When you think you’re not on a diet, but actually you are

How to know if you’re stuck in a diet mentality

Zoe Nicholson (Accredited Practicing Dietitian at Figureate) has written many times about the importance of letting go the notion of ‘good’ and ‘bad’ foods. You can read here why this kind of thinking is incredibly unhelpful.

As a fitness professional, I hear many people talk about food and their eating, and how they relate it to exercise.  Many people adamantly agree that diets don’t work and are dangerous, swear they’d never go on a diet, yet still approach food with the same mentality as diets.

You may still be subscribing to a diet mentality if you find yourself doing, thinking or saying any of the following…

 

Using exercise to ‘balance out’ or ‘compensate’ for foods you’ve eaten

“I made up for the brownie I ate by exercising”
“I better go for a run because I ate so much pasta/bread/whatever on the weekend”
“I have to exercise because I’m a big sweet tooth”
“It’s ok to have cake because I went for a ride this morning”

Choosing only certain versions of your favourite foods (despite not having any allergy or intolerance)

Looking for ‘gluten free’ , ’sugar free’ or ‘raw’ recipes as you feel like they are ‘guilt free’
“It’s ok as I used a sugar free recipe”
“It’s a raw, cacao, avocado mousse so it’s healthy dessert”

Only eating dark chocolate even though you love all chocolate

You often skip what you really want, eat something else, but then feel deprived

You really wanted chocolate, but thought you should have an apple instead. You ate the apple, didn’t feel satisfied, so ate a muesli bar. You still thought about the chocolate so you finally ate the chocolate and then felt so full because you ate three snacks instead of just the one you really wanted.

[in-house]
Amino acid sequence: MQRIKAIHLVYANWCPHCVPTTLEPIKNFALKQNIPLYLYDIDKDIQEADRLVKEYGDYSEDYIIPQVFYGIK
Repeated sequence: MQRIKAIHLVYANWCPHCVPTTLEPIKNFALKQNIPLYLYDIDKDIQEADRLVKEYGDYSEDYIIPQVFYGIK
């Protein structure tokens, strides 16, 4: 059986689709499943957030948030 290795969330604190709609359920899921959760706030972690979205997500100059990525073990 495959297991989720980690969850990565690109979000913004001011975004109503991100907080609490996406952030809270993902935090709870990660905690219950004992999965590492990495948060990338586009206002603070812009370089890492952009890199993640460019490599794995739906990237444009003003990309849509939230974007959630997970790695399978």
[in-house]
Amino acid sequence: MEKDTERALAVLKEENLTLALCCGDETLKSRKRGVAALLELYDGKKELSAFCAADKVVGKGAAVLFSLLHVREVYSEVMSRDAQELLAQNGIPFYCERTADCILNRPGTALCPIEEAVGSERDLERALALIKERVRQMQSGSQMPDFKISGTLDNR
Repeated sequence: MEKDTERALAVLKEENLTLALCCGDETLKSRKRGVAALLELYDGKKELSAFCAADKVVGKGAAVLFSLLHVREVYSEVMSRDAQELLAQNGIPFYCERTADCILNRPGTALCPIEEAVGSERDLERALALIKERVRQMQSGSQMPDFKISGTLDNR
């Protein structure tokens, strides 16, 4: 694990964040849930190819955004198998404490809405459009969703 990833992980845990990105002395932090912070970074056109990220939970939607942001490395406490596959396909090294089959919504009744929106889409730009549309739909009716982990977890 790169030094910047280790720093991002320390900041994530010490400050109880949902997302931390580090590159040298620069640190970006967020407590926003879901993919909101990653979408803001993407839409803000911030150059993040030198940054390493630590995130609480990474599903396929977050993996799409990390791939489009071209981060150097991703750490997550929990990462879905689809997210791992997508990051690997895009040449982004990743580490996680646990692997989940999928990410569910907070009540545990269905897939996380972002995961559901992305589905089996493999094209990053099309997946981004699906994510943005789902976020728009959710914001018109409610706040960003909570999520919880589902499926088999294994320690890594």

Choosing from a menu according to what you think might be the ‘healthiest’ or ‘lowest calorie’ option

Not choosing what you feel like eating and will enjoy

Feeling food envy when everyone else is enjoying a meal you love and you’re eating the meal you deemed ‘healthiest’

Asking for food ingredients to be removed at restaurants even though you like the taste and you’re not intolerant or allergic

Ordering no dressing as you’re worried about the fat content

Asking for no cheese, no bread, no rice etc even though you enjoy those foods

Feeling like you have to justify certain food choices to yourself or others

“I really deserve this muffin as I studied so hard this morning”, you say to yourself
“I hardly ever eat cake” you say at a birthday party
“I’ve been good all week, so ok I’ll have dessert thanks”

If any of the above feel familiar to you, have a think about whether you’re assigning food ‘good’ and ‘bad’ judgements, and fearing foods you used to enjoy.

You can consult with a dietitian who specialises in the non-diet approach by finding one near you at this link: http://www.healthnotdiets.com/Registry-of-Dietitians.html

You can also read more about Intuitive Eating in these books:
Am I Hungry?® Mindful Eating Program by Michelle May MD
Intuitive Eating by Evelyn Tribole